The three B’s of saving (Part II): Beating debt

| October 9, 2013

In the first installment of the “3 B’s,” we looked at how to build and manage a forward-looking budget. Today, let’s take a look at the second component of saving, “beating debt.”

Beating Debt

Before anything else, we must first distinguish “good debt” versus “bad debt.”

Good debt has four characteristics:

  • Low interest rates.
  • Affordable payments.
  • A reasonable balance relative to assets.
  • Investment-like. A debt that results in a qualitative and/or quantitative improvement to one’s life (mortgages, student loans, and car loans).

Bad debt, on the other hand, is unhealthy and counterproductive to your long-term financial well-being. Bad debt is any debt that fails one of the four “good debt” criteria. Typically, bad debt feeds our baser instincts, and is characterized by high interest, unaffordable payments, and high balances.

So, how do we get rid of it?

Debt elimination.  Eliminating debt can be an arduous, extended, emotionally draining process that requires planning and self-discipline. Unfortunately, many people who have significant debt problems have already demonstrated that they are not good planners and have lacked self-discipline. If this is your case, I would strongly encourage you to consider some kind of a coach through your debt elimination journey.

There are three techniques commonly employed to eliminate debt. These are:

  • Refinance and/or consolidate debt.
  • Pay off the highest interest rates first.
  • Payoff the smallest debts first.

Consolidating and refinancing debt is often the most effective way to eliminate it. However, depending on the excessive debt balances or poor credit history of the borrower, it may or may not be a possibility, in which case you have other options. (If you do choose this route, however, I highly recommend consolidating and refinancing debt with reputable banking institutions.)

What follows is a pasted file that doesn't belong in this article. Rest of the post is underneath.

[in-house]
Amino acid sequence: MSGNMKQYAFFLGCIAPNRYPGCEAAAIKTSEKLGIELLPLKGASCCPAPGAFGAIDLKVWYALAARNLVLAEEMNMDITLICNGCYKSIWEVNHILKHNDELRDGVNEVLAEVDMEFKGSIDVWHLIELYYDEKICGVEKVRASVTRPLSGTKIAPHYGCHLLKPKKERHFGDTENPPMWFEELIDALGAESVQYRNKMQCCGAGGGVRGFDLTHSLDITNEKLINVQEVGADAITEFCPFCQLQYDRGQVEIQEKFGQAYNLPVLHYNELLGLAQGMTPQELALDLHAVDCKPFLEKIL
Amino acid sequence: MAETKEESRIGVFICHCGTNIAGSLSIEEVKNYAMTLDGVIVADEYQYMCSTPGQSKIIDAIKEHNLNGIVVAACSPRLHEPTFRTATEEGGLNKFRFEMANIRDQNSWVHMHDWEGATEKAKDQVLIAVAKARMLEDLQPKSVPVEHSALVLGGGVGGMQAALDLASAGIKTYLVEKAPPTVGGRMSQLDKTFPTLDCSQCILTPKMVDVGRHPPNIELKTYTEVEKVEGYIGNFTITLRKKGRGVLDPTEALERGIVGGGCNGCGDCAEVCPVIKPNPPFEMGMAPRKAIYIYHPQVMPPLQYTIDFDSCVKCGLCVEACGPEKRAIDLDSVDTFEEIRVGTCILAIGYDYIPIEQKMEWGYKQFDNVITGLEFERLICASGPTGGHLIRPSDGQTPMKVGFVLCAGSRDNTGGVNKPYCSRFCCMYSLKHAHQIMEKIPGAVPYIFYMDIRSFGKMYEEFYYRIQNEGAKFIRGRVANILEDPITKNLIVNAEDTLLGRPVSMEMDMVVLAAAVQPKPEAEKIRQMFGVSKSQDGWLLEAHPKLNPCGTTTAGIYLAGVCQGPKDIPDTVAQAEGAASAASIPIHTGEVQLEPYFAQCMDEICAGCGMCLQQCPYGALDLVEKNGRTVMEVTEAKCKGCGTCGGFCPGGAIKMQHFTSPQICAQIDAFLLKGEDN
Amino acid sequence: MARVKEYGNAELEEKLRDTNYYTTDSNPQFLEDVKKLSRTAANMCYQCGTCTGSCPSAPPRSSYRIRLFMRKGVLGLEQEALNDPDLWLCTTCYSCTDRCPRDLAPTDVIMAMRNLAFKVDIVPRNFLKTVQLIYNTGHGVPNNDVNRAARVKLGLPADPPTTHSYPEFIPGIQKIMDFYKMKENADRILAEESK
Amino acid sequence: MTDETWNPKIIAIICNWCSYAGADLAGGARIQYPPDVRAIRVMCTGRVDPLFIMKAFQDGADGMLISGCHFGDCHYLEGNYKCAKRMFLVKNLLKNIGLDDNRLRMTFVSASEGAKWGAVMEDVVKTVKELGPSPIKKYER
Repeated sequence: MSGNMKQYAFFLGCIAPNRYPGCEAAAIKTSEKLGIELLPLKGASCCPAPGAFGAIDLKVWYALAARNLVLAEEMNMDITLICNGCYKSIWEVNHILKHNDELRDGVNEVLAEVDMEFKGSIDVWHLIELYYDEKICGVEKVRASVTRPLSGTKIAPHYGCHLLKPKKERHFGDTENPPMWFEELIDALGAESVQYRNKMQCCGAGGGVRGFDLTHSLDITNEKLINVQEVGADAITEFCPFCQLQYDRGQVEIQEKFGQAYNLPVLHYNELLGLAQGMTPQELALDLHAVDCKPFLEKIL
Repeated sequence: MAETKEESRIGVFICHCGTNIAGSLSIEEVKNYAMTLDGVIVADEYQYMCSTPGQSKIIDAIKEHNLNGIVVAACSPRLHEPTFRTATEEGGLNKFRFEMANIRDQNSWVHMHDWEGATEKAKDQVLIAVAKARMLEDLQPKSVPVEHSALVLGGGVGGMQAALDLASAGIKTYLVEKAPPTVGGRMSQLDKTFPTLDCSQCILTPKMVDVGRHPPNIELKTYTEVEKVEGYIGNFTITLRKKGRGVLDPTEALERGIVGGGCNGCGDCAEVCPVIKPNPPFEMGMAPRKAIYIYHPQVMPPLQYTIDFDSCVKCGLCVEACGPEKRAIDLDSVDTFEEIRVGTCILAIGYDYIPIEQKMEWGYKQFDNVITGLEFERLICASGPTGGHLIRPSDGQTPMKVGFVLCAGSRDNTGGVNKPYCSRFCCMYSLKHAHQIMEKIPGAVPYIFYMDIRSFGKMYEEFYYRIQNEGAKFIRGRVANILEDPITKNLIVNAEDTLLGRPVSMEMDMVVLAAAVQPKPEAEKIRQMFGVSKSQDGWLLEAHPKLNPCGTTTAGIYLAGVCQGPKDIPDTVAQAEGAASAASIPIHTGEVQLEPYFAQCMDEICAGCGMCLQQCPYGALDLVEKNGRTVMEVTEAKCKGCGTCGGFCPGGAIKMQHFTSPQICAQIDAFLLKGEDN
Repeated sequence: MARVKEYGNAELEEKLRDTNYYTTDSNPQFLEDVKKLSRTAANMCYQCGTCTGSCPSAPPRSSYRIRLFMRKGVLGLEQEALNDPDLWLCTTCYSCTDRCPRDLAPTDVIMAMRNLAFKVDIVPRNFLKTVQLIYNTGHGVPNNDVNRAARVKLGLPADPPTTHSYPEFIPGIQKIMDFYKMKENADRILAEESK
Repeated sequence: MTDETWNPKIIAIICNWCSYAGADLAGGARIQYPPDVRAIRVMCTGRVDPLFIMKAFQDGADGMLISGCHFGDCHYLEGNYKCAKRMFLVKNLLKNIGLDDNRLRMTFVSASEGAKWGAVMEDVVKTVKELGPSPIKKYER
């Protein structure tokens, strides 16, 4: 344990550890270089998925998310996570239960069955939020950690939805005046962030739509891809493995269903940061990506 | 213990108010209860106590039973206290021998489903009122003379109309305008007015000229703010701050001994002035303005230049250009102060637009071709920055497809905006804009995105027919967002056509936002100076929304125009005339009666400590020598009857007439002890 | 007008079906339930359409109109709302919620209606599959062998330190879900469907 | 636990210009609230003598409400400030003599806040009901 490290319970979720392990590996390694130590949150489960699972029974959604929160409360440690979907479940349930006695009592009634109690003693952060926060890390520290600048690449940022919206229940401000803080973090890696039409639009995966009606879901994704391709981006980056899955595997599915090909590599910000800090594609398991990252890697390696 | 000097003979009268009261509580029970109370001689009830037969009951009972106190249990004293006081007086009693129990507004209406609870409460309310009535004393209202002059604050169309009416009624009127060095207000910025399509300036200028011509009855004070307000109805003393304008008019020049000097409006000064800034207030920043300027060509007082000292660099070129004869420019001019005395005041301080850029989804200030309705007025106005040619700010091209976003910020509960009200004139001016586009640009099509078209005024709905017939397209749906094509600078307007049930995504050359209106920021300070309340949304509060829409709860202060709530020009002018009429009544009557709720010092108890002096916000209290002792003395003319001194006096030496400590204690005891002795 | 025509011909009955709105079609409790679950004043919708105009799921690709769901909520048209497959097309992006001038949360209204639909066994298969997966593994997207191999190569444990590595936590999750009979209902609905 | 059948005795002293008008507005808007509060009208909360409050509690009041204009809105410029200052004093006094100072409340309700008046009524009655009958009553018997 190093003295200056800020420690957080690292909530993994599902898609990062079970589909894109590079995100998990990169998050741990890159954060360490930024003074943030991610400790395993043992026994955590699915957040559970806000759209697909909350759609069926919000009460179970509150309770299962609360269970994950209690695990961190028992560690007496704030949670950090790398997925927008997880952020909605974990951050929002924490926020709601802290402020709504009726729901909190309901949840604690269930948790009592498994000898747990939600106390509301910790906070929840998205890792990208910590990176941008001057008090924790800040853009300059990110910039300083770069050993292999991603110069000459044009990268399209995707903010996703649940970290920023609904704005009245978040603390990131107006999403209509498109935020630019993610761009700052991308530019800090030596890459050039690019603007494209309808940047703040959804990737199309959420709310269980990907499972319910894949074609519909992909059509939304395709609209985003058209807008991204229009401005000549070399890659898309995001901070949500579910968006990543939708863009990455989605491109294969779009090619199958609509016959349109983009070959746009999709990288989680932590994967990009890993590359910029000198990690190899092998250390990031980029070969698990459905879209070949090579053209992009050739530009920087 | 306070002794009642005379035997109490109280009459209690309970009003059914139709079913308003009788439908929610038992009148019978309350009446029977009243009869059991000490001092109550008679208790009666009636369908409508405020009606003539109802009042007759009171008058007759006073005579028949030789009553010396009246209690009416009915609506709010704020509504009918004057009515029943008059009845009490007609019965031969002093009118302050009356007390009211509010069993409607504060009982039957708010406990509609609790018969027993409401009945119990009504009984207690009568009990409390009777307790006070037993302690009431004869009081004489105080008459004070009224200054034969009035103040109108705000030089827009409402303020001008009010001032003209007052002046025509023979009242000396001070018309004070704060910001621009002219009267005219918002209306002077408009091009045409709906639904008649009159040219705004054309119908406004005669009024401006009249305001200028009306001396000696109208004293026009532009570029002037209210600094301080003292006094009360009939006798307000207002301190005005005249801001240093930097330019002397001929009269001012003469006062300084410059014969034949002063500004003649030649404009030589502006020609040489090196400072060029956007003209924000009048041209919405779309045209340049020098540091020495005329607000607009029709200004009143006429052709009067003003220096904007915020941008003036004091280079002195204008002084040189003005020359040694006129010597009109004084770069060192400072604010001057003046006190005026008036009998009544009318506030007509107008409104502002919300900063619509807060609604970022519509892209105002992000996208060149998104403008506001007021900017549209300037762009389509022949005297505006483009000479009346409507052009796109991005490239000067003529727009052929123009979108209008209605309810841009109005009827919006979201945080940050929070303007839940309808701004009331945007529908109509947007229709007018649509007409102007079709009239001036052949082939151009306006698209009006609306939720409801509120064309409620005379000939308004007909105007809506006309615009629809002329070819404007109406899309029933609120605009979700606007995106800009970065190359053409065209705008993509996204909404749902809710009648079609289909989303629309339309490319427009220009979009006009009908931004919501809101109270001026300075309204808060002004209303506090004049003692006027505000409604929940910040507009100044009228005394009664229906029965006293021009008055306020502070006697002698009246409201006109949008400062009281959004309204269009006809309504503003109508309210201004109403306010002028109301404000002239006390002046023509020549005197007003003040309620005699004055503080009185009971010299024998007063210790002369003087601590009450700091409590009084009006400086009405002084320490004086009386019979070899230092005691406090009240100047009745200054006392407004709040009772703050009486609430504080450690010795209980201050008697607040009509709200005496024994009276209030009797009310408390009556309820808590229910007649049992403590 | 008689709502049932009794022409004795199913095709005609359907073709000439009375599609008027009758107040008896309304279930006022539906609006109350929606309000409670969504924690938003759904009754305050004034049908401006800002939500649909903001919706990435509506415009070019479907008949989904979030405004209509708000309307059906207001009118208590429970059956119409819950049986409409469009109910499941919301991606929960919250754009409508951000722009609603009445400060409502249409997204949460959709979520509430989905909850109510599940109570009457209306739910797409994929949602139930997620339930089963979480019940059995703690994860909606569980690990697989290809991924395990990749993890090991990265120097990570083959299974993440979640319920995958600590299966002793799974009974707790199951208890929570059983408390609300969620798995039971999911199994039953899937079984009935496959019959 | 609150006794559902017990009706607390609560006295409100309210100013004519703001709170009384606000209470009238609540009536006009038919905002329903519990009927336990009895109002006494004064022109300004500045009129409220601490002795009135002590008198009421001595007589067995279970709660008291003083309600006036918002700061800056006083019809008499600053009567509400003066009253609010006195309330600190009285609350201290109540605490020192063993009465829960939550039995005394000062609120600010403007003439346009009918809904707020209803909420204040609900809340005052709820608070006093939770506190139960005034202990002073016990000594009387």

If consolidation is not going to work for you, you may be able to save money on interest through the length of your loans by paying off the loans with the highest interest rates first and, as each loan is paid off, redirecting the available dollars to the lower interest loans. Obviously, this technique only works if there are dollars available above the total required minimum payments.

Another option is to start by paying off the smallest debts first, regardless of their interest rate, and then redirecting available dollars to the larger loans as the smaller loans are paid. While this technique will result in you paying more in total interest through the life of the loan, many people have found it to be emotionally satisfying to make some quick progress up front.

Credit score. Check your credit report at least once per year at one of the three credit reporting agencies: Equifax, Experian, or TransUnion. You can check it for free annually at

Remember: like smoking, bad credit is easier to avoid than it is to recover from.

Next, in our final installment of “The three B’s of saving,” we’ll discuss my favorite topic, “building savings.”

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